• Charity Premiere Newsreel
  • Original Radio Spots
  • Stills Gallery
  • Theatrical Trailers

Product Details

  • Actors: Richard Burton, Sir Roger Moore, Richard Harris, Hardy Kruger
  • Format: Color, NTSC
  • Language: English (Dolby Digital 5.1)
  • Region: Region 1 (U.S. and Canada only. Read more about DVD formats.)
  • Number of discs: 1
  • Rated: R (Restricted)
  • Studio: Tango Entertainment
  • DVD Release Date: September 27, 2005
  • Run Time: 130 minutes
  • Average Customer Review: 4.4 out of 5 stars  See all reviews (198 customer reviews)
  • ASIN: B0009UVCQW
  • Amazon Best Sellers Rank: #20,558 in Movies & TV (See Top 100 in Movies & TV)
  • Learn more about "The Wild Geese (30th Anniversary Edition)" on IMDb

Customer Reviews

4.4 out of 5 stars

Most Helpful Customer Reviews

165 of 171 people found the following review helpful By P. Ferrigno on November 20, 2000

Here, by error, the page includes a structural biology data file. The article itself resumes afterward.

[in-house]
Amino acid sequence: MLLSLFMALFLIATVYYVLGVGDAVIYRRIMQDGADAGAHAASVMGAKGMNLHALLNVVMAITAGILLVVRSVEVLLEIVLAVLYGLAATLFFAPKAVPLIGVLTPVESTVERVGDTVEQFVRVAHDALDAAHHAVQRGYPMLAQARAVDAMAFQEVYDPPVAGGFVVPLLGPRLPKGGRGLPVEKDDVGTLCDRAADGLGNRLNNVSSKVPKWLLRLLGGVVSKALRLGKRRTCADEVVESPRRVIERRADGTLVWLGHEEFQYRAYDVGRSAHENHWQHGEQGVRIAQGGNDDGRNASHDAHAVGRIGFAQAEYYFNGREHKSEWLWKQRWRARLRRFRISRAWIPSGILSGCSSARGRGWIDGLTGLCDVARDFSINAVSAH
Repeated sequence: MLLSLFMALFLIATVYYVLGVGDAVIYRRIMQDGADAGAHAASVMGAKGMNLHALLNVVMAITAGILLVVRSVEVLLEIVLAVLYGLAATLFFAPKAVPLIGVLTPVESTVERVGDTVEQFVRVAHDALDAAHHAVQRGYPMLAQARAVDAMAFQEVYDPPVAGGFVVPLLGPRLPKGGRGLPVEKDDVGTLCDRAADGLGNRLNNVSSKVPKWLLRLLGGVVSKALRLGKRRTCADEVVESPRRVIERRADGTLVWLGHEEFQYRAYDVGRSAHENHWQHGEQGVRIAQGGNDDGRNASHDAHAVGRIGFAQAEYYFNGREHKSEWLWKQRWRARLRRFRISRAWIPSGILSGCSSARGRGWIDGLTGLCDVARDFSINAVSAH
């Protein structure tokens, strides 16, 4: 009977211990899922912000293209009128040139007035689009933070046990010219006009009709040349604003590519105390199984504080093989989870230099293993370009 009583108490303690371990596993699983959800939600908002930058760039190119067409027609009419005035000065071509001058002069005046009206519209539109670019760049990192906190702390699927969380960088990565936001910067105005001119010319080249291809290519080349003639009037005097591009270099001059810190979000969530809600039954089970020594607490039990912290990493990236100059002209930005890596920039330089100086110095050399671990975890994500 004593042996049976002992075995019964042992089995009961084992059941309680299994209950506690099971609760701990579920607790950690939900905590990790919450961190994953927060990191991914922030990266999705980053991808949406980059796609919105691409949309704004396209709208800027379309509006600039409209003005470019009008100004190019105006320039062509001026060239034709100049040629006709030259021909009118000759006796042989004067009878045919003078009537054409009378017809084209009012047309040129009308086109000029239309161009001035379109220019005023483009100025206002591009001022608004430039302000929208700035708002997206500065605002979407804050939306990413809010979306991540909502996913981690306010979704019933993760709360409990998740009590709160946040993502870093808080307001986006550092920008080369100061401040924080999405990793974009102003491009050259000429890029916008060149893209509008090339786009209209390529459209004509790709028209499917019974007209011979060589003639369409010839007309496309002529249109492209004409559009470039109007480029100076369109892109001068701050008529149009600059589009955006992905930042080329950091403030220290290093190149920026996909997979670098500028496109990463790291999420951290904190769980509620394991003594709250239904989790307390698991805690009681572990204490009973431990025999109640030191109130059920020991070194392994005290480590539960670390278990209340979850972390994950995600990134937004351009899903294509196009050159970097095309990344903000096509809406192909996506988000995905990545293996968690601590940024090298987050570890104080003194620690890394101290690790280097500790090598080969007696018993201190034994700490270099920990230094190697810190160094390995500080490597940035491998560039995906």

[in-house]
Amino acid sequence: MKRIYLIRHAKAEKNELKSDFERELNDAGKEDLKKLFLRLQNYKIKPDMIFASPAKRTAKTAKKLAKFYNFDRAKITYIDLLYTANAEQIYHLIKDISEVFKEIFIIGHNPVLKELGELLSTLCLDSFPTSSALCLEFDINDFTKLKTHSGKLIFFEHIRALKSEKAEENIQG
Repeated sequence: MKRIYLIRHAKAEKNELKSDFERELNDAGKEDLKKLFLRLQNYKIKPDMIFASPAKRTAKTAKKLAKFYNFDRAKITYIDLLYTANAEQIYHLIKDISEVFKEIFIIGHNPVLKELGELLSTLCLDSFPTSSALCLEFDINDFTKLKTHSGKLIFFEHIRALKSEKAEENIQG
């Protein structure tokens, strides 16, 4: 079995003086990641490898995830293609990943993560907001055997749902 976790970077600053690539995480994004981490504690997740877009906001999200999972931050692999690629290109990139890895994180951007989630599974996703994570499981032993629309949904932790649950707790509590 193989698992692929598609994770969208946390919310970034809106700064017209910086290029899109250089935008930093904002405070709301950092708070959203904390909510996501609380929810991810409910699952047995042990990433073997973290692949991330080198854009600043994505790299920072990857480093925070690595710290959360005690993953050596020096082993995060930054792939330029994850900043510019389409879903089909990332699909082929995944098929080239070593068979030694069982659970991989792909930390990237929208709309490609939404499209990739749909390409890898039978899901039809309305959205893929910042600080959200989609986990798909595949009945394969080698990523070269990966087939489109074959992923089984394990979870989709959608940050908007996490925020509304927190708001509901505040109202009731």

Format: VHS Tape
Let's be honest....this movie is basically a "Boys Own" action adventure straight out of the fertile imagination of a 16 year old English schoolboy....but, gee it's so much fun to watch !!

According to producer Euan Lloyd, who had worked on the star spangled war film "The Guns Of Navarone" (penned by novelist Alistair McLean), Lloyd was seeking out a similar tale featuring several strong male leads that he could turn into an international blockbuster. An acquaintance of Lloyd working in in Rhodesia in the mid 1960's, met up with then unpublished novelist Daniel Carney, and heard about his manuscript concerning mercenaries seeking to rescue an imprisoned president from a military prison. Lloyd leapt at securing the rights for the intense manuscript, got Carney a publishing deal for his book, and set about getting the story onto the screen.

( The name "the wild geese" is taken from a literary term applied to Irish mercenaries initially operating during the late 17th century )